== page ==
They can be found on Liacouras Walk and by the Bell Tower on any given day — students donning lettered T-shirts, rattling change-filled containers and calling for donations to breast cancer research and domestic violence awareness.
Yes, those ubiquitous Greeks.
It’s not all can shakes and bake sales, though. President of the Interfraternity Council and Phi Kappa Theta member Kevin Bargeron said philanthropy is among the four pillars of Greek life, which also includes scholarship, brotherhood and leadership.
“The primary reason that Greek organizations exist is brotherhood and sisterhood, but the second is philanthropy,” Bargeron said.
Temple boasts more than 1,000 students involved in Greek life throughout 36 registered organizations on Main Campus. Among these are the four sororities that make up the Panhellenic Association and the 10 fraternities that form the Interfraternity Council. There are also six Multicultural Greek Council fraternities, eight Multicultural Greek Council sororities, four National Pan-Hellenic Council fraternities and three National Pan-Hellenic Council sororities. Each group employs the four pillars and, in turn, is involved with service.
Every Greek chapter on campus officially supports at least one health or social problem by raising money and awareness through events and activities.
Delta Phi Epsilon holds a minimum of two major events each school year to benefit its chosen causes. In the fall, it hosts “Deepher Dude” to raise money for cystic fibrosis research.
“It’s basically a male beauty pageant,” said Courtney Bradley, vice president of programming and a senior tourism and hospitality major. “Each of the fraternities in the IFC picks one guy to participate. There’s swimwear, formalwear, a talent portion and a Q&A. We sell tickets and raise money during the show, and all of the proceeds go to the Cystic Fibrosis Foundation.”
This year Delta Phi Epsilon raised approximately $8,700 for the CFF.
In February, Delta Phi Epsilon also holds its “ANAD Week” in support of the National Association of Anorexia Nervosa and Associated Disorders.
Fraternities and sororities do not limit themselves to supporting one or two causes. Alpha Epsilon Phi requires its members to participate in Initiative Hour during which members can volunteer anywhere in the community. Many choose to visit the Inglis House to assist adults with physical disabilities.
The minimum service quota for each Greek organization to receive accreditation from Temple is five hours for each member.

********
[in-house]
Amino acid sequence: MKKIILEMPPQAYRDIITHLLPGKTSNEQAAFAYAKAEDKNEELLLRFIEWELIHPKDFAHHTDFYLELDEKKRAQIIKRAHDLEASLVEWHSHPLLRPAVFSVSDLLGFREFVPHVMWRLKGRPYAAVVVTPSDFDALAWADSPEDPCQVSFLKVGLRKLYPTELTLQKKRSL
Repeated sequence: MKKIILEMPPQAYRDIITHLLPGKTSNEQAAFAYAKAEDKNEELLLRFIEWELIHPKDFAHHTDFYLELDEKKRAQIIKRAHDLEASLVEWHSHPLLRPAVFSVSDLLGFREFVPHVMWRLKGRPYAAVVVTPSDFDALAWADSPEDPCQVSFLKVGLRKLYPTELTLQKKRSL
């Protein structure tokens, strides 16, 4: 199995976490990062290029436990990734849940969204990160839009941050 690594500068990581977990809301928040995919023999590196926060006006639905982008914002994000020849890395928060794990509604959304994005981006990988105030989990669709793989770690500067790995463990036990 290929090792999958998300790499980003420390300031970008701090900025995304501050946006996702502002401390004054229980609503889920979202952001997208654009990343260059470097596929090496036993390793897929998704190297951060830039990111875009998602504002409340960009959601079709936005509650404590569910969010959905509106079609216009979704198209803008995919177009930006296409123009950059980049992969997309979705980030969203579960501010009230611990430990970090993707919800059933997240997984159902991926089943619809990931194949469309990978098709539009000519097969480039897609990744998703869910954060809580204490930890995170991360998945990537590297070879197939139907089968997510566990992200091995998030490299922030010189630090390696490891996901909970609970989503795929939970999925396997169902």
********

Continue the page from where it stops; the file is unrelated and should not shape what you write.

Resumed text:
“We far exceed that,” said Bargeron, a senior philosophy and pre-law major.
Collectively, the groups log thousands of volunteer hours per semester.
For many prospective recruits, Greek organizations’ involvement with service is an incentive to join.
“When I went out for recruitment, I really wanted to get involved with philanthropy,” said Erika Marchiondo, a junior marketing major and member of Alpha Epsilon Phi. “Like the AIDS Walk that we do, it means so much more to [those who benefit from it] than a walk. It’s such a great cause.”
“I joined the organization because I didn’t feel connected to anything at Temple, and when I learned more about what the organization was and what we stood for, that’s why I stayed,” Bargeron said.
Bargeron estimates that students may be as much as 60 percent more inclined to join a fraternity or sorority because of the service aspect it offers.
“It’s good to give back. A large group of people can have a lot of power with these philanthropies,” Kristen Hartman, Alpha Epsilon Phi’s vice president of philanthropy and senior therapeutic recreation major, said.
Hartman said community service can be difficult for people to initiate on their own, but that by making it a requirement for all members, a certain amount of social anxiety can be removed.
But the power of those can shakes should not be underestimated. Hartman said they often raise hundreds of dollars, all of which goes directly to their respective charities.
The Temple University Greek Association serves as the governing body for all Greek organizations on campus by creating programming and supporting the development of each individual organization. It organizes events such as Greek Week and Greek 101, which teaches new members the intricacies of Greek life at Temple.
“This year, under TUGA’s guidance, Greek groups are putting an emphasis on serving the local community,” Cori Shearer, TUGA president and Delta Phi Epsilon member, said. “This means they will be participating in trash cleanups, block parties and a Halloween trick-or-treat on campus for kids who live in nearby neighborhoods.”
Shearer, a junior public relations and management information systems double major, said all students are invited to participate in Greek-organized service activities.
“If you see us canning, donate,” Shearer said. “We had 40 new students working at [a Greek-sponsored event] during FreshServe. I think that a lot of people don’t realize how involved we are.”
Shearer added students are also welcome to visit TUGA’s office in the Student Center Village, where all the student organizations are, with questions or concerns about Greek life.
Julie Zeglen can be reached at firstname.lastname@example.org.